2. I went the route of a Kodak SLRn. Phenomenal image quality which is superior to my D2X. It is an antique by DSLR standards and for this reason extreme patience is required. I shot 6x6 for several years and shooting with the SLRn requires similar patience. It is a Nikon mount camera with the same amount of lens compatibility as the D3. While it is autofocus it obviously is no where near new Nikons. It is no longer supported by Kodak but having been built as a professional body it should last well. These are regularly available in the used marketplace for under $1300 USD and I got mine for under $1000 USD. My primary use for this camera is with my Nikon 14mm f2.8 but I have used it with my Nikon 200/2 AI for soccer, of all things!

    If you go the route of a 10 or 12mm to XX zoom make sure you get a full frame compatible one, like the Sigma 12-24. This way you can use it on your film camera or future full frame DSLR.

    The 16mm lens you are thinking of is likely the Nikon AF or AIS 16mm f2.8 Fisheye which does have a lot of intended distortion. A 16mm lens or superwide zoom made for crop bodies is not a fisheye.
  13. Have you seen this, John?
  14. Yeah. After I started the thread. Perhaps, when I finally get a DSLR, I'll pick up one of the Tokinas on the used market. I know they don't hold their resale value, like Nikon glass, so I might get a good deal in a year or two.
  15. Start with an ultra-wide zoom wider than you need. The Tokina 12-24/4 is a good 'un, even if you never use it at 12mm. Tried one in a local shop and was surprised at how good it was. By 14-16mm the distortion is negligible, and never was really bad even at 12mm. Surprisingly good flare resistance too. I tested it with strong backlighting from the sun, no problems with ghosting or veiling flare. A little CA, nothing that can't be easily corrected.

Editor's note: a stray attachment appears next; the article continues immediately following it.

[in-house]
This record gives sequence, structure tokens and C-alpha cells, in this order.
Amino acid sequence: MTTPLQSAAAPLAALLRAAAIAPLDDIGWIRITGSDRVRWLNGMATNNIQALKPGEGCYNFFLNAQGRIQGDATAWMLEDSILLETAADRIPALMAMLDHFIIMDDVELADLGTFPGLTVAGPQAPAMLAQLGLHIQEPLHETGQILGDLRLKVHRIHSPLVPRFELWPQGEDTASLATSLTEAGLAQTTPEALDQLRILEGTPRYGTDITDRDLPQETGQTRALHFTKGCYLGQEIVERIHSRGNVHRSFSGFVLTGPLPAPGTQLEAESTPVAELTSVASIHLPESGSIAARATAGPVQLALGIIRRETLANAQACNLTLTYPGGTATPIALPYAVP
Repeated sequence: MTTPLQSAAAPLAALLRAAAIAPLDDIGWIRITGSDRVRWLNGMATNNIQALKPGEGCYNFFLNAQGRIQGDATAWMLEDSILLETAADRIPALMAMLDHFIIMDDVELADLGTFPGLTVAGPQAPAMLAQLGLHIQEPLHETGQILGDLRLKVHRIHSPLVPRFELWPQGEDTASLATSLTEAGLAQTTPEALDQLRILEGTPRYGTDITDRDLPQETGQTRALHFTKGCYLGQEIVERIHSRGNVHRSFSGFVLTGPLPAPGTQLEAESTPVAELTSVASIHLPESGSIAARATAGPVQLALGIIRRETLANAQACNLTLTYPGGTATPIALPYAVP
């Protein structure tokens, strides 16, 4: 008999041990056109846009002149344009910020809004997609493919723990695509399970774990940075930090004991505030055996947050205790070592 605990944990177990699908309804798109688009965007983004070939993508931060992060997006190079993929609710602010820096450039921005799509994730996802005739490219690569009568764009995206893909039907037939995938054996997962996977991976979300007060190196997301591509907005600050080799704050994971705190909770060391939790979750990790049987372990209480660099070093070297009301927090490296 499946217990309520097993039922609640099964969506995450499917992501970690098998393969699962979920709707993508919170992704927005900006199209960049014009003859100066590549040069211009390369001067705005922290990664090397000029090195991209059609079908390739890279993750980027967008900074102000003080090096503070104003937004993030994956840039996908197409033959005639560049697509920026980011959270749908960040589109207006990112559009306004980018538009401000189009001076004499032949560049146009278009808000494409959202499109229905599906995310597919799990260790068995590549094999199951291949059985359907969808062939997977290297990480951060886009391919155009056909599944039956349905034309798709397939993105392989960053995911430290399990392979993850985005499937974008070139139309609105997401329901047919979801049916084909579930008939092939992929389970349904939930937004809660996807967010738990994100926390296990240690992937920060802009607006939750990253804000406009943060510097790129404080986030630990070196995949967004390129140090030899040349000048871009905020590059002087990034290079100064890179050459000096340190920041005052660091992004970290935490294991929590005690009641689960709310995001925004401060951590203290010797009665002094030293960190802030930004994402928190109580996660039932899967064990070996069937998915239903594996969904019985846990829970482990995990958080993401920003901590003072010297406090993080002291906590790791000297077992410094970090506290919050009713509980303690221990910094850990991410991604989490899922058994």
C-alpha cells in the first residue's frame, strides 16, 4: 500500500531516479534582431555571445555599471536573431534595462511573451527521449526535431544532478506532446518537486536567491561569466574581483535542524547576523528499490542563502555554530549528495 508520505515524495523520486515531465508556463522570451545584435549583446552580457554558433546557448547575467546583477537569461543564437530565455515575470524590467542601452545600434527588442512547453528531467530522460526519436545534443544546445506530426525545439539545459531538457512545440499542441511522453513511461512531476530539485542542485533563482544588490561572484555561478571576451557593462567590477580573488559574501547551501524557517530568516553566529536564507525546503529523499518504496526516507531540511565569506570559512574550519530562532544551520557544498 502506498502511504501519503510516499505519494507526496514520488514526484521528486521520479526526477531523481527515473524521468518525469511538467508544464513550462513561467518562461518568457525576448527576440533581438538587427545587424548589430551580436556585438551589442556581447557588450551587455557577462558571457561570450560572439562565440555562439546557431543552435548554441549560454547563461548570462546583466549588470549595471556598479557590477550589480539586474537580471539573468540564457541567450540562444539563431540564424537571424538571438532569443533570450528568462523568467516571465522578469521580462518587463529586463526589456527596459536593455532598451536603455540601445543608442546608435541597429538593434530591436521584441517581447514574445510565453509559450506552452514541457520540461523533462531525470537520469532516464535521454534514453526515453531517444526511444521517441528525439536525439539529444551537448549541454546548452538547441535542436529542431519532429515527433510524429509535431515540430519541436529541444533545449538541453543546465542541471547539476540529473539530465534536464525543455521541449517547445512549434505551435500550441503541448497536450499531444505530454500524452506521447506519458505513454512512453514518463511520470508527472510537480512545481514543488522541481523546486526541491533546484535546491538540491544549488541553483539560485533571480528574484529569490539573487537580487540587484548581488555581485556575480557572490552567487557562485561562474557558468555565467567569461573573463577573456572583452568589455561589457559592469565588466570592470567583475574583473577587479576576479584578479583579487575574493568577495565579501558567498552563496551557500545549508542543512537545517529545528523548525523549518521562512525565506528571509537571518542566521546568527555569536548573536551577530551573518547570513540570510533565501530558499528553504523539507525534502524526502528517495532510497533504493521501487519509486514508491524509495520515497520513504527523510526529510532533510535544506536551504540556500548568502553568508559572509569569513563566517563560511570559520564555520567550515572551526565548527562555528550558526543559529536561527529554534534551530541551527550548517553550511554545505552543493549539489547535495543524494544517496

16. Malcolm Farrow wrote "while the lack of DofF scales on modern lenses is an inconvenient, retrograde step"

    The DOF at the (DX 12-24mm) 12mm end at f16 and 500 feet is 1.5ft to infinity....At the 24mm end it is 6 ft to infinity. Not much use for a DOF scale on this lens.
  17. One thing about the Tokina 12-24 and that it is a DX lens. So if your waiting for a full frame camera then this is probably not the right lens to buy. I use it on my D200 and think the lens is a fantastic bargain at $500.00. Actually you could just use your 24mm AIS at that time. Some people say that it lacks sharpness on the digital body and I agree with that because I have one and used it for a while until I bought the Tokina. The lens does hold it's value. It's very popular.
  18. At $500, the lens would be the most expensive thing for Photography I have ever purchased. Well, the F4 was $299 via eBay, but had to be sent to Nikon to make it like the seller SAID it was. The NEW total was almost $500.THat should key you in on my budget range.

    I'm not an ultra-wide lens user, so the 11-16mm would be pretty much a 16mm lens, for $550. The 12-24mm would probably have more uses for me. Yeah, I lose the f2.8 and narrow DoF, but I mostly use the 24mm I have for shots in the middle of the f stop range.

    I need to get a great deal on a DSLR before this lens comes into play. Maybe when the D300 is surpassed like the D200 is now, I will be able to get one. I have too many MF lenses to look at the D40 and cousins at this point.
  19. acm


    If your needs can be fulfilled by 27 mm equivalent, Nikkor 18-55 DX VR is aquite cheap and a fairly good lens in my opinion, great contract and nice results if one uses within its limitations.
  20. acm


    Contrast, that is, sorry!
  21. A 27mm is a bit close the the 35mm I have.